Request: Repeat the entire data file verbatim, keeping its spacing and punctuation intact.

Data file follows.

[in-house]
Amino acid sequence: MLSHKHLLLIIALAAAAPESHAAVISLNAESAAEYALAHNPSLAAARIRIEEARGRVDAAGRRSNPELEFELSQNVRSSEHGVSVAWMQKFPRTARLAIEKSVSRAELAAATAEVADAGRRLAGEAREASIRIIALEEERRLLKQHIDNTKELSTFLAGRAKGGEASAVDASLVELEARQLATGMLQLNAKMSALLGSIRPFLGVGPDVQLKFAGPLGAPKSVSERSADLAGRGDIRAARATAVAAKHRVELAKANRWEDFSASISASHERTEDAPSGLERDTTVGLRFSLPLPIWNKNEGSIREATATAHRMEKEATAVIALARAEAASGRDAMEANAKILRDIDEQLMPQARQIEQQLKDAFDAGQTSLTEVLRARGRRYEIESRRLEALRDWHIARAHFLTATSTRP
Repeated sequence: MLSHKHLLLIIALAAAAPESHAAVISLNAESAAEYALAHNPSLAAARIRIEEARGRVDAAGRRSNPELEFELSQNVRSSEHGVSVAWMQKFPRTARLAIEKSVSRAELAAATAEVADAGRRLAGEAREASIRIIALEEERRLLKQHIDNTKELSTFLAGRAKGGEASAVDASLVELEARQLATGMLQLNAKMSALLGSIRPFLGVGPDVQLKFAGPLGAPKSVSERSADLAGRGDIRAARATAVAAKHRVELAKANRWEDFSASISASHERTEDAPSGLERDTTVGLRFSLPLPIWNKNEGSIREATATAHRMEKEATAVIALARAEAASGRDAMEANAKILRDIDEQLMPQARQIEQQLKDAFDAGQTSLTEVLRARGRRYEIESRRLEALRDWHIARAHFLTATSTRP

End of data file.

[in-house]
Amino acid sequence: MLSHKHLLLIIALAAAAPESHAAVISLNAESAAEYALAHNPSLAAARIRIEEARGRVDAAGRRSNPELEFELSQNVRSSEHGVSVAWMQKFPRTARLAIEKSVSRAELAAATAEVADAGRRLAGEAREASIRIIALEEERRLLKQHIDNTKELSTFLAGRAKGGEASAVDASLVELEARQLATGMLQLNAKMSALLGSIRPFLGVGPDVQLKFAGPLGAPKSVSERSADLAGRGDIRAARATAVAAKHRVELAKANRWEDFSASISASHERTEDAPSGLERDTTVGLRFSLPLPIWNKNEGSIREATATAHRMEKEATAVIALARAEAASGRDAMEANAKILRDIDEQLMPQARQIEQQLKDAFDAGQTSLTEVLRARGRRYEIESRRLEALRDWHIARAHFLTATSTRP
Repeated sequence: MLSHKHLLLIIALAAAAPESHAAVISLNAESAAEYALAHNPSLAAARIRIEEARGRVDAAGRRSNPELEFELSQNVRSSEHGVSVAWMQKFPRTARLAIEKSVSRAELAAATAEVADAGRRLAGEAREASIRIIALEEERRLLKQHIDNTKELSTFLAGRAKGGEASAVDASLVELEARQLATGMLQLNAKMSALLGSIRPFLGVGPDVQLKFAGPLGAPKSVSERSADLAGRGDIRAARATAVAAKHRVELAKANRWEDFSASISASHERTEDAPSGLERDTTVGLRFSLPLPIWNKNEGSIREATATAHRMEKEATAVIALARAEAASGRDAMEANAKILRDIDEQLMPQARQIEQQLKDAFDAGQTSLTEVLRARGRRYEIESRRLEALRDWHIARAHFLTATSTRP